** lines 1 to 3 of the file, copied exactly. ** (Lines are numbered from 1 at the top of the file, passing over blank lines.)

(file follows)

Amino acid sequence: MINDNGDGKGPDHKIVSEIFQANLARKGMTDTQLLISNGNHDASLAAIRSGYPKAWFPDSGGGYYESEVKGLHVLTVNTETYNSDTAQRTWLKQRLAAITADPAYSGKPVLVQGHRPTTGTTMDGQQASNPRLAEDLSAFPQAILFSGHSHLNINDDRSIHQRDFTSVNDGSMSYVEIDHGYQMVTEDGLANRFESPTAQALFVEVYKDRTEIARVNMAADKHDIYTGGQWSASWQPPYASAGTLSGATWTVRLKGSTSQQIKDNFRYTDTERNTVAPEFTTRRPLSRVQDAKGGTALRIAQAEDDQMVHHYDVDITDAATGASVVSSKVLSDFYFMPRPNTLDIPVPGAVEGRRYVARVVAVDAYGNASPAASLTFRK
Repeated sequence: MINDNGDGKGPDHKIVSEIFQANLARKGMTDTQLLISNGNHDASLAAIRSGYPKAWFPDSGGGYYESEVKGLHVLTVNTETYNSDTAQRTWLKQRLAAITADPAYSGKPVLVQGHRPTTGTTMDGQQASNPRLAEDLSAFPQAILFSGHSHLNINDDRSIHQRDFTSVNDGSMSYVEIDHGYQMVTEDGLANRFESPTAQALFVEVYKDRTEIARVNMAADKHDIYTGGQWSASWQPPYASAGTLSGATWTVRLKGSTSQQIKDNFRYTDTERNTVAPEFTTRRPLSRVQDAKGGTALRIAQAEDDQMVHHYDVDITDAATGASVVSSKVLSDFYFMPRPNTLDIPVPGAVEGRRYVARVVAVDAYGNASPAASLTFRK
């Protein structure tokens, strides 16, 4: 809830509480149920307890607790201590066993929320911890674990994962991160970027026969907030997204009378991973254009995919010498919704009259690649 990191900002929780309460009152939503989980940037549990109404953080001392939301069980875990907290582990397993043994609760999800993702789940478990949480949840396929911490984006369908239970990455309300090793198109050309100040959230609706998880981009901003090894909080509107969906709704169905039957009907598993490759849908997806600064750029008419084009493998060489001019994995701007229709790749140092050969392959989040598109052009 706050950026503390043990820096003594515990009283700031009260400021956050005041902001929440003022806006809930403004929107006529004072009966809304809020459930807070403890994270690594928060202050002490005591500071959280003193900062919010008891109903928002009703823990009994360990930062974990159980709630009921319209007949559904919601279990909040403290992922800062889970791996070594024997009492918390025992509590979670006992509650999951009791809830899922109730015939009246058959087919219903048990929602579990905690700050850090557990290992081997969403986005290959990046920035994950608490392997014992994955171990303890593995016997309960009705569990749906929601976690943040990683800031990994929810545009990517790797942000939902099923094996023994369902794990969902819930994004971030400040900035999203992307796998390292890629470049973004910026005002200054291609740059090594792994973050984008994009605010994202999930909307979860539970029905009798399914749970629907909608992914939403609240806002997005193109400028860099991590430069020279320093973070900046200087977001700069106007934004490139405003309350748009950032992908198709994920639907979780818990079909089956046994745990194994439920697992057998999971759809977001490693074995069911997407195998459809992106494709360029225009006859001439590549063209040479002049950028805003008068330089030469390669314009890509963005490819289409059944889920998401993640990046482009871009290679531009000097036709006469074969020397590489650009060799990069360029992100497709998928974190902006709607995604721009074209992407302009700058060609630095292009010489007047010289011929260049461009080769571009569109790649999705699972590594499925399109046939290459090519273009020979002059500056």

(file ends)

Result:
Amino acid sequence: MINDNGDGKGPDHKIVSEIFQANLARKGMTDTQLLISNGNHDASLAAIRSGYPKAWFPDSGGGYYESEVKGLHVLTVNTETYNSDTAQRTWLKQRLAAITADPAYSGKPVLVQGHRPTTGTTMDGQQASNPRLAEDLSAFPQAILFSGHSHLNINDDRSIHQRDFTSVNDGSMSYVEIDHGYQMVTEDGLANRFESPTAQALFVEVYKDRTEIARVNMAADKHDIYTGGQWSASWQPPYASAGTLSGATWTVRLKGSTSQQIKDNFRYTDTERNTVAPEFTTRRPLSRVQDAKGGTALRIAQAEDDQMVHHYDVDITDAATGASVVSSKVLSDFYFMPRPNTLDIPVPGAVEGRRYVARVVAVDAYGNASPAASLTFRK
Repeated sequence: MINDNGDGKGPDHKIVSEIFQANLARKGMTDTQLLISNGNHDASLAAIRSGYPKAWFPDSGGGYYESEVKGLHVLTVNTETYNSDTAQRTWLKQRLAAITADPAYSGKPVLVQGHRPTTGTTMDGQQASNPRLAEDLSAFPQAILFSGHSHLNINDDRSIHQRDFTSVNDGSMSYVEIDHGYQMVTEDGLANRFESPTAQALFVEVYKDRTEIARVNMAADKHDIYTGGQWSASWQPPYASAGTLSGATWTVRLKGSTSQQIKDNFRYTDTERNTVAPEFTTRRPLSRVQDAKGGTALRIAQAEDDQMVHHYDVDITDAATGASVVSSKVLSDFYFMPRPNTLDIPVPGAVEGRRYVARVVAVDAYGNASPAASLTFRK
């Protein structure tokens, strides 16, 4: 809830509480149920307890607790201590066993929320911890674990994962991160970027026969907030997204009378991973254009995919010498919704009259690649 990191900002929780309460009152939503989980940037549990109404953080001392939301069980875990907290582990397993043994609760999800993702789940478990949480949840396929911490984006369908239970990455309300090793198109050309100040959230609706998880981009901003090894909080509107969906709704169905039957009907598993490759849908997806600064750029008419084009493998060489001019994995701007229709790749140092050969392959989040598109052009 706050950026503390043990820096003594515990009283700031009260400021956050005041902001929440003022806006809930403004929107006529004072009966809304809020459930807070403890994270690594928060202050002490005591500071959280003193900062919010008891109903928002009703823990009994360990930062974990159980709630009921319209007949559904919601279990909040403290992922800062889970791996070594024997009492918390025992509590979670006992509650999951009791809830899922109730015939009246058959087919219903048990929602579990905690700050850090557990290992081997969403986005290959990046920035994950608490392997014992994955171990303890593995016997309960009705569990749906929601976690943040990683800031990994929810545009990517790797942000939902099923094996023994369902794990969902819930994004971030400040900035999203992307796998390292890629470049973004910026005002200054291609740059090594792994973050984008994009605010994202999930909307979860539970029905009798399914749970629907909608992914939403609240806002997005193109400028860099991590430069020279320093973070900046200087977001700069106007934004490139405003309350748009950032992908198709994920639907979780818990079909089956046994745990194994439920697992057998999971759809977001490693074995069911997407195998459809992106494709360029225009006859001439590549063209040479002049950028805003008068330089030469390669314009890509963005490819289409059944889920998401993640990046482009871009290679531009000097036709006469074969020397590489650009060799990069360029992100497709998928974190902006709607995604721009074209992407302009700058060609630095292009010489007047010289011929260049461009080769571009569109790649999705699972590594499925399109046939290459090519273009020979002059500056």